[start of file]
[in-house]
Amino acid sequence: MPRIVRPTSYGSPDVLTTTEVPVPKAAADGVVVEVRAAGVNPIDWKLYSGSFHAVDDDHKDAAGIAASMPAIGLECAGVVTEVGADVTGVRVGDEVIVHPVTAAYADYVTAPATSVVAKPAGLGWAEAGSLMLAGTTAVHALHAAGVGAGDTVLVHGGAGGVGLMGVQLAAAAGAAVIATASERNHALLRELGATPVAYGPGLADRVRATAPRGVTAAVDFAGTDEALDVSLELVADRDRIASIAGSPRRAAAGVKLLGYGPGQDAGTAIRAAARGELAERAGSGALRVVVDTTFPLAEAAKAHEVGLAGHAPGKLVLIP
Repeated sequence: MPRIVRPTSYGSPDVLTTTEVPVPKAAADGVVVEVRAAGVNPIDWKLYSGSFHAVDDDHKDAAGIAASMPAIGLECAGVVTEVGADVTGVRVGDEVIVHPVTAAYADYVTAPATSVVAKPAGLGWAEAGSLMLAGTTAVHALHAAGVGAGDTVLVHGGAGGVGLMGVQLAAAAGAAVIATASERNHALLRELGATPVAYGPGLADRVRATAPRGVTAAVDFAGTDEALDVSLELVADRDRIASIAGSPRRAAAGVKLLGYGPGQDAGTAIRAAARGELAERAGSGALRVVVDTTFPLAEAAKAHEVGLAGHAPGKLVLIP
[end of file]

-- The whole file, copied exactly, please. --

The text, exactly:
[in-house]
Amino acid sequence: MPRIVRPTSYGSPDVLTTTEVPVPKAAADGVVVEVRAAGVNPIDWKLYSGSFHAVDDDHKDAAGIAASMPAIGLECAGVVTEVGADVTGVRVGDEVIVHPVTAAYADYVTAPATSVVAKPAGLGWAEAGSLMLAGTTAVHALHAAGVGAGDTVLVHGGAGGVGLMGVQLAAAAGAAVIATASERNHALLRELGATPVAYGPGLADRVRATAPRGVTAAVDFAGTDEALDVSLELVADRDRIASIAGSPRRAAAGVKLLGYGPGQDAGTAIRAAARGELAERAGSGALRVVVDTTFPLAEAAKAHEVGLAGHAPGKLVLIP
Repeated sequence: MPRIVRPTSYGSPDVLTTTEVPVPKAAADGVVVEVRAAGVNPIDWKLYSGSFHAVDDDHKDAAGIAASMPAIGLECAGVVTEVGADVTGVRVGDEVIVHPVTAAYADYVTAPATSVVAKPAGLGWAEAGSLMLAGTTAVHALHAAGVGAGDTVLVHGGAGGVGLMGVQLAAAAGAAVIATASERNHALLRELGATPVAYGPGLADRVRATAPRGVTAAVDFAGTDEALDVSLELVADRDRIASIAGSPRRAAAGVKLLGYGPGQDAGTAIRAAARGELAERAGSGALRVVVDTTFPLAEAAKAHEVGLAGHAPGKLVLIP